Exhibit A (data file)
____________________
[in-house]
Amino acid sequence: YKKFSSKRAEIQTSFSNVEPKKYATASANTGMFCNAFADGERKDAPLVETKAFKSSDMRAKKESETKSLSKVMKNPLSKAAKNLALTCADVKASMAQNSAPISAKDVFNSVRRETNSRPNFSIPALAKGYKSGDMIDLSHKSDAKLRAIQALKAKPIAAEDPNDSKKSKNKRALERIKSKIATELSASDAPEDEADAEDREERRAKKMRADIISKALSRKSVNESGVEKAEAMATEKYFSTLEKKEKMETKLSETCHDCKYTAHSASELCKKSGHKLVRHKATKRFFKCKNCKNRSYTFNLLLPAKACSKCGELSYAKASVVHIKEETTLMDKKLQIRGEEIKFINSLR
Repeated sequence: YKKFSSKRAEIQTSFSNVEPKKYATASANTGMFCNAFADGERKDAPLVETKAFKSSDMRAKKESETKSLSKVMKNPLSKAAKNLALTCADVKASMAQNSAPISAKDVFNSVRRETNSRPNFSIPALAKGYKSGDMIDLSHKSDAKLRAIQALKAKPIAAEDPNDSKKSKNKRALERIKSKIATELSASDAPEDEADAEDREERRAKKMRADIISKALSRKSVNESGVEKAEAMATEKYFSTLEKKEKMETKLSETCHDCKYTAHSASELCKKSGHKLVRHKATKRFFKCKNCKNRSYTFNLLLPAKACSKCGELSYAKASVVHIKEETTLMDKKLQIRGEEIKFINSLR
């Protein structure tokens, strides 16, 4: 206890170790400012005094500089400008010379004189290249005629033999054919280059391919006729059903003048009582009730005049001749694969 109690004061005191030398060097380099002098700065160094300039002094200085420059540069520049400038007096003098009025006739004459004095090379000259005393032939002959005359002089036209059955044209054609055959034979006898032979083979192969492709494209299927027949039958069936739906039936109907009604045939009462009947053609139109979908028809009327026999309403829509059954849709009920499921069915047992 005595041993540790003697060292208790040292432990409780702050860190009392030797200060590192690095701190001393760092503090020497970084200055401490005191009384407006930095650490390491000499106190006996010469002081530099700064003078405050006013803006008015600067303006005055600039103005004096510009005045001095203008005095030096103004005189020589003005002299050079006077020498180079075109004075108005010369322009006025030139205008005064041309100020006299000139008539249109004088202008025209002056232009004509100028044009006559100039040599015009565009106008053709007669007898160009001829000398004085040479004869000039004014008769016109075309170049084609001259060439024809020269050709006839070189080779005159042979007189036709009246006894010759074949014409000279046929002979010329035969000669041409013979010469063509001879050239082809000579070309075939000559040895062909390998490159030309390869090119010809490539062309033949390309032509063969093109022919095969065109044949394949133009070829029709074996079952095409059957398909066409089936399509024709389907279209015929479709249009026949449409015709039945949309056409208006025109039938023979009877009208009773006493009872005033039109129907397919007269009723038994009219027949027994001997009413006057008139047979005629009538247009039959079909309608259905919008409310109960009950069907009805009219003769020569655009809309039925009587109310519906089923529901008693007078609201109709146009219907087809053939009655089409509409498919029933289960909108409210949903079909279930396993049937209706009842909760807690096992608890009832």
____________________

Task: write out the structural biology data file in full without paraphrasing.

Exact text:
[in-house]
Amino acid sequence: YKKFSSKRAEIQTSFSNVEPKKYATASANTGMFCNAFADGERKDAPLVETKAFKSSDMRAKKESETKSLSKVMKNPLSKAAKNLALTCADVKASMAQNSAPISAKDVFNSVRRETNSRPNFSIPALAKGYKSGDMIDLSHKSDAKLRAIQALKAKPIAAEDPNDSKKSKNKRALERIKSKIATELSASDAPEDEADAEDREERRAKKMRADIISKALSRKSVNESGVEKAEAMATEKYFSTLEKKEKMETKLSETCHDCKYTAHSASELCKKSGHKLVRHKATKRFFKCKNCKNRSYTFNLLLPAKACSKCGELSYAKASVVHIKEETTLMDKKLQIRGEEIKFINSLR
Repeated sequence: YKKFSSKRAEIQTSFSNVEPKKYATASANTGMFCNAFADGERKDAPLVETKAFKSSDMRAKKESETKSLSKVMKNPLSKAAKNLALTCADVKASMAQNSAPISAKDVFNSVRRETNSRPNFSIPALAKGYKSGDMIDLSHKSDAKLRAIQALKAKPIAAEDPNDSKKSKNKRALERIKSKIATELSASDAPEDEADAEDREERRAKKMRADIISKALSRKSVNESGVEKAEAMATEKYFSTLEKKEKMETKLSETCHDCKYTAHSASELCKKSGHKLVRHKATKRFFKCKNCKNRSYTFNLLLPAKACSKCGELSYAKASVVHIKEETTLMDKKLQIRGEEIKFINSLR
């Protein structure tokens, strides 16, 4: 206890170790400012005094500089400008010379004189290249005629033999054919280059391919006729059903003048009582009730005049001749694969 109690004061005191030398060097380099002098700065160094300039002094200085420059540069520049400038007096003098009025006739004459004095090379000259005393032939002959005359002089036209059955044209054609055959034979006898032979083979192969492709494209299927027949039958069936739906039936109907009604045939009462009947053609139109979908028809009327026999309403829509059954849709009920499921069915047992 005595041993540790003697060292208790040292432990409780702050860190009392030797200060590192690095701190001393760092503090020497970084200055401490005191009384407006930095650490390491000499106190006996010469002081530099700064003078405050006013803006008015600067303006005055600039103005004096510009005045001095203008005095030096103004005189020589003005002299050079006077020498180079075109004075108005010369322009006025030139205008005064041309100020006299000139008539249109004088202008025209002056232009004509100028044009006559100039040599015009565009106008053709007669007898160009001829000398004085040479004869000039004014008769016109075309170049084609001259060439024809020269050709006839070189080779005159042979007189036709009246006894010759074949014409000279046929002979010329035969000669041409013979010469063509001879050239082809000579070309075939000559040895062909390998490159030309390869090119010809490539062309033949390309032509063969093109022919095969065109044949394949133009070829029709074996079952095409059957398909066409089936399509024709389907279209015929479709249009026949449409015709039945949309056409208006025109039938023979009877009208009773006493009872005033039109129907397919007269009723038994009219027949027994001997009413006057008139047979005629009538247009039959079909309608259905919008409310109960009950069907009805009219003769020569655009809309039925009587109310519906089923529901008693007078609201109709146009219907087809053939009655089409509409498919029933289960909108409210949903079909279930396993049937209706009842909760807690096992608890009832």